Architect John McAslan stands in Glasgow’s The Burrell Collection. A slice of modernism, completed in 1983, it houses one of Scotland’s finest art collections: some 9,000 artefacts amassed over a lifetime  by Sir William Burrell and Constance, Lady Burrell. The museum, which was formally opened by King Charles last month (although it has been welcoming the public since March), has been preserved and revitalised in a £68.25mn revamp under McAslan’s guidance. For McAslan, who was born in the city, “it’s a way of giving back”.

Inside the museum, among the swish of Degas’ Red Ballet Skirts and the silhouette of Rodin’s The Thinker, McAslan is drawn to the Warwick Vase, a Roman marble endowed with new life through partial restoration. The vessel could be a symbol for his own work: repair and renewal have become a speciality of his practice John McAslan + Partners alongside its shiny new developments. “Not everyone likes The Burrell but the renovation budget was around a fifth of the cost of an equivalent new-build museum, and environmentally speaking it will now be around for another 50 to 60 years, maybe longer,” says McAslan of his approach, which is led by a commitment to sustainability as much as aesthetic improvement. “I find it enriching to work with what exists: the layers of history and the community connections. But I’m not into faithfully restoring a Palladian villa because there would be no opportunity to intervene. It’s the architectural interventions that I enjoy – taking something that is broken and fixing it.”

A 12th-century stone arch from a church in Montron, France, now in the eastern aisle of The Burrell Collection
A 12th-century stone arch from a church in Montron, France, now in the eastern aisle of The Burrell Collection © Simon Brown
Medieval stained glass on the southern side of The Burrell Collection
Medieval stained glass on the southern side of The Burrell Collection © Simon Brown

McAslan, 68, is an architect you may not have heard of, but you will be more than familiar with his work. His firm led the restoration and extension of the historic King’s Cross Station. He was also one of the collaborators, alongside engineering services firm WSP, responsible for the new Bond Street station that connects the Elizabeth Line. His practice, which has outposts in London, Edinburgh, Belfast and Sydney (with a new studio opening shortly in New York City), has received more than 200 international design awards, and in 2012 McAslan was appointed a CBE for his services to architecture.

By 2024, those riding the subway in Sydney will likely pass through one of McAslan’s team’s next triumphs: the A$1bn (around £555mn) transformation of its historic Central Station, Australia’s busiest transport hub, delivering new Sydney Metro platforms and concourses beneath the station and a new hall encompassing its historic buildings. The project is being built by Laing O’Rourke with John McAslan + Partners and Sydney-based Woods Baggot.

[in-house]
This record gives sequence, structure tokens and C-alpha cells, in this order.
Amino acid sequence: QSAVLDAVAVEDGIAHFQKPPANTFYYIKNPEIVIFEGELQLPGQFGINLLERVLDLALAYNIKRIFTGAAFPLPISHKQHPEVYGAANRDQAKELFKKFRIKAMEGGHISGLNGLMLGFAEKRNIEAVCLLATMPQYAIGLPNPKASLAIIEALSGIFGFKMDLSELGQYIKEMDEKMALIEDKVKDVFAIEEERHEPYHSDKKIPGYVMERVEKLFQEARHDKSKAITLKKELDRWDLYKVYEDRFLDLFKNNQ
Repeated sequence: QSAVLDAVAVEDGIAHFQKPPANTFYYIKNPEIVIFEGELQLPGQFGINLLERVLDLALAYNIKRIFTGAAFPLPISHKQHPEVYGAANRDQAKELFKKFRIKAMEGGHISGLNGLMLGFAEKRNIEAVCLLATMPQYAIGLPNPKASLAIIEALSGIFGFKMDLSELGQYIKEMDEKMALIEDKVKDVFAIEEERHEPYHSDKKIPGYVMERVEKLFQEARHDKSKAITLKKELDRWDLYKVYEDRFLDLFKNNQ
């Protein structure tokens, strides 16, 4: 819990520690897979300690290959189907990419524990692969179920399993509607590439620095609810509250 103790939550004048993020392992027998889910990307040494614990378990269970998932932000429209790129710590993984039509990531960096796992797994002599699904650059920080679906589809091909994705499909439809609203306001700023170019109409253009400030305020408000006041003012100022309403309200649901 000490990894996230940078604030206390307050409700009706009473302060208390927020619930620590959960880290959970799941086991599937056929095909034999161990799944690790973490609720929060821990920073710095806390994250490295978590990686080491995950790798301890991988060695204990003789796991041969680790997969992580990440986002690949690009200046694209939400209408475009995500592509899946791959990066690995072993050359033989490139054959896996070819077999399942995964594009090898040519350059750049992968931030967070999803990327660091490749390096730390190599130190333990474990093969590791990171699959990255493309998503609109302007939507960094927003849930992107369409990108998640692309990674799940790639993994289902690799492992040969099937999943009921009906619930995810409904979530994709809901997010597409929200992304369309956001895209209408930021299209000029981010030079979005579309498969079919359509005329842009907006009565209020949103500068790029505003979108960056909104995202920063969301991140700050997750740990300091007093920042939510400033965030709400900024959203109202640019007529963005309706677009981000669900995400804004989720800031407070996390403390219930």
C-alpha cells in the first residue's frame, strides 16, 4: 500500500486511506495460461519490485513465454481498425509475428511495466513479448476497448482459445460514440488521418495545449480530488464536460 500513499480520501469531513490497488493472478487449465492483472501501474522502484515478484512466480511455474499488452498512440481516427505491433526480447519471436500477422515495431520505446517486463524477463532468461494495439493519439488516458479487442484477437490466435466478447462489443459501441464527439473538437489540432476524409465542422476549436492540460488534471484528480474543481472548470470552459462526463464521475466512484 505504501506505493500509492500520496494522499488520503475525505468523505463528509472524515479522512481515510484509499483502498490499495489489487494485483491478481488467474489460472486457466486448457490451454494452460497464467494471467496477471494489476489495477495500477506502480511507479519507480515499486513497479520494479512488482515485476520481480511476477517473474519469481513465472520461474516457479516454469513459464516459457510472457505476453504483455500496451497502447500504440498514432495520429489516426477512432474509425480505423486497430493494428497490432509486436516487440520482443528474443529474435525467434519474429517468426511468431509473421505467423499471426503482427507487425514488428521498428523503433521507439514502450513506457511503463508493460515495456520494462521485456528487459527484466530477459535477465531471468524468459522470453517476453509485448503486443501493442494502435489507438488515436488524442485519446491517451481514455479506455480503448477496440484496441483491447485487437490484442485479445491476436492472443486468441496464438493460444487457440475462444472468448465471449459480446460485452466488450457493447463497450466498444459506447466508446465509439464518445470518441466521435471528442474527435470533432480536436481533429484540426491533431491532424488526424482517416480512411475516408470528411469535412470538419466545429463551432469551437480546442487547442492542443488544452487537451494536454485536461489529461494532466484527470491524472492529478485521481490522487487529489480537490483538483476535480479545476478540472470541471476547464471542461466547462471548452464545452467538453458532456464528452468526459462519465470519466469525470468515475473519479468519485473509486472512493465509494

The firm is also part of the estimated $7bn upgrade of New York’s Penn Station. Last year, commuters were consulted on two options for improving Penn Station following the 1963 demolition of the grand beaux-arts building at ground level. The preferred option is for a single-level space focused on a grand train hall with a 140m-long atrium between Madison Square Garden and 2 Pennsylvania Plaza, which led to the recent approval of a one-year base contract (worth up to $57.9mn) to develop a preliminary station design to a joint venture led by FXCollaborative and WSP USA engineers with John McAslan + Partners as collaborating architect.

Architect John McAslan
Architect John McAslan © Simon Brown

“Can you imagine? It’s one of the busiest transport facilities in the western hemisphere, linking up 600,000 passengers a day, and is unbelievably complicated as it’s beneath Madison Square Garden,” says McAslan of the enormity of the project, expected to unfold over the next four to five years. “It is a once-in-a-lifetime cultural project; hundreds of millions of people will pass through it every year; and if we can make it better, that is some achievement.” 

Station to station

Roundhouse London, UK, 2006
Roundhouse London, UK, 2006
Haiti Earthquake Response Port-au-Prince, Haiti, 2011
Haiti Earthquake Response Port-au-Prince, Haiti, 2011
King’s Cross Station London, UK, 2012
King’s Cross Station London, UK, 2012
Bond Street Station London, UK, 2021
Bond Street Station London, UK, 2021
Sydney Metro’s Central Station Sydney, Australia, 2024
Sydney Metro’s Central Station Sydney, Australia, 2024

McAslan, a polymath as much inclined to talk about art as architecture, defers the plaudits to his team and their collaborators. He prefers to chat informally about his work through his favourite books and the architectural models displayed in a gallery-like space back at his London offices. We stand before a miniature King’s Cross, its vortex-like extension creating the station’s jaw-dropping western concourse. “What was important at King’s Cross was preserving the fabric of the Grade I-listed building,” says McAslan. “I remember walking around there with [the late] artist Terry Frost, who was a great guy, and I had this idea that it should be a double rainbow with a pull-out train shape. He said, ‘Oh, I like that. It’s a happy station,’ which he interpreted as a drawing.”

The challenges of building his happy station were numerous, not least as his extension, engineered by Arup, took science into sorcery. “There’s no intervention at King’s Cross. Nothing is damaged because essentially the extension is a freestanding structure, which didn’t require support,” he says. “And when it was finally finished – thousands and thousands of pounds later – the frame was put in place, sank about six inches, and then it spread about six inches before it finally settled. Only then did the engineers fine-tune and stiffen the structure. They are true geniuses. It is so beautiful to think a building could behave that way.”